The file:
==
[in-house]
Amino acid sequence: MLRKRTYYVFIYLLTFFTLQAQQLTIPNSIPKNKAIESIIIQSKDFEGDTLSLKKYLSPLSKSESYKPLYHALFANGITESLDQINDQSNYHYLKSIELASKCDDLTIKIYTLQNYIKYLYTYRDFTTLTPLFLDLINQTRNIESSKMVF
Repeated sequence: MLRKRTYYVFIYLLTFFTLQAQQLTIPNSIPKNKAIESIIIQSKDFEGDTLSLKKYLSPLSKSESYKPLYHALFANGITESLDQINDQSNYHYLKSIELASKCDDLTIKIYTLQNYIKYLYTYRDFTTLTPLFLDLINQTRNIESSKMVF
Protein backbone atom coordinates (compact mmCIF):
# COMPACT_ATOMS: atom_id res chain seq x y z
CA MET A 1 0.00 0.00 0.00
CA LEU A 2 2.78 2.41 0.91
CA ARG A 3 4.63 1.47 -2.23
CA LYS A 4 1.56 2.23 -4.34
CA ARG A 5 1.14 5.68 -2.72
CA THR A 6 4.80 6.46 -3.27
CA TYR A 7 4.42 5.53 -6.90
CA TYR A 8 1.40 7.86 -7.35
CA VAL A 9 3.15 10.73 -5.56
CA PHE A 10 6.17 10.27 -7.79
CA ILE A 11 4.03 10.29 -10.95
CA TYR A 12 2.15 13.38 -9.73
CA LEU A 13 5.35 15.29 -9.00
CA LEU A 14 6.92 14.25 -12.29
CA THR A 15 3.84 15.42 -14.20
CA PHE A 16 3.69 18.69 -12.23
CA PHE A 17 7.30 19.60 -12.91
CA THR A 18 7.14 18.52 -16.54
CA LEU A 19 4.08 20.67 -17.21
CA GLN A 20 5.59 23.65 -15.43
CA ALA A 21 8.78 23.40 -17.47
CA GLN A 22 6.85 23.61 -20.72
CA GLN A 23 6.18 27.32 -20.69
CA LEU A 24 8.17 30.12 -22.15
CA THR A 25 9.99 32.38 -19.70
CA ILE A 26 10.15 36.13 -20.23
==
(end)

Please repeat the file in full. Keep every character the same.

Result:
[in-house]
Amino acid sequence: MLRKRTYYVFIYLLTFFTLQAQQLTIPNSIPKNKAIESIIIQSKDFEGDTLSLKKYLSPLSKSESYKPLYHALFANGITESLDQINDQSNYHYLKSIELASKCDDLTIKIYTLQNYIKYLYTYRDFTTLTPLFLDLINQTRNIESSKMVF
Repeated sequence: MLRKRTYYVFIYLLTFFTLQAQQLTIPNSIPKNKAIESIIIQSKDFEGDTLSLKKYLSPLSKSESYKPLYHALFANGITESLDQINDQSNYHYLKSIELASKCDDLTIKIYTLQNYIKYLYTYRDFTTLTPLFLDLINQTRNIESSKMVF
Protein backbone atom coordinates (compact mmCIF):
# COMPACT_ATOMS: atom_id res chain seq x y z
CA MET A 1 0.00 0.00 0.00
CA LEU A 2 2.78 2.41 0.91
CA ARG A 3 4.63 1.47 -2.23
CA LYS A 4 1.56 2.23 -4.34
CA ARG A 5 1.14 5.68 -2.72
CA THR A 6 4.80 6.46 -3.27
CA TYR A 7 4.42 5.53 -6.90
CA TYR A 8 1.40 7.86 -7.35
CA VAL A 9 3.15 10.73 -5.56
CA PHE A 10 6.17 10.27 -7.79
CA ILE A 11 4.03 10.29 -10.95
CA TYR A 12 2.15 13.38 -9.73
CA LEU A 13 5.35 15.29 -9.00
CA LEU A 14 6.92 14.25 -12.29
CA THR A 15 3.84 15.42 -14.20
CA PHE A 16 3.69 18.69 -12.23
CA PHE A 17 7.30 19.60 -12.91
CA THR A 18 7.14 18.52 -16.54
CA LEU A 19 4.08 20.67 -17.21
CA GLN A 20 5.59 23.65 -15.43
CA ALA A 21 8.78 23.40 -17.47
CA GLN A 22 6.85 23.61 -20.72
CA GLN A 23 6.18 27.32 -20.69
CA LEU A 24 8.17 30.12 -22.15
CA THR A 25 9.99 32.38 -19.70
CA ILE A 26 10.15 36.13 -20.23